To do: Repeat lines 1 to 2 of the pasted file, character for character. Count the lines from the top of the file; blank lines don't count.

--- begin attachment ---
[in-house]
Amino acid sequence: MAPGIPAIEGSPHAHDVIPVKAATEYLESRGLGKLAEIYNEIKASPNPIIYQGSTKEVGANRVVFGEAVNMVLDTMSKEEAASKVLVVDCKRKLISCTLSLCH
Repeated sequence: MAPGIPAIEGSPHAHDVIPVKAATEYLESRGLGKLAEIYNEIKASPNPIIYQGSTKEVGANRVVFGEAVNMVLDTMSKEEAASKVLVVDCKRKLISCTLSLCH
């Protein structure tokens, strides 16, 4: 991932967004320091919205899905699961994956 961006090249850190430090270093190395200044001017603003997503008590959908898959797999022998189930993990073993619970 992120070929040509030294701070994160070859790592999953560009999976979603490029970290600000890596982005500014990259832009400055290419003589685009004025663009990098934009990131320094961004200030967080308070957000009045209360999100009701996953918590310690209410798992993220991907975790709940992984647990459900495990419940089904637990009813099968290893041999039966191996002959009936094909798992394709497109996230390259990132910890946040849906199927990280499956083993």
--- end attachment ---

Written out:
[in-house]
Amino acid sequence: MAPGIPAIEGSPHAHDVIPVKAATEYLESRGLGKLAEIYNEIKASPNPIIYQGSTKEVGANRVVFGEAVNMVLDTMSKEEAASKVLVVDCKRKLISCTLSLCH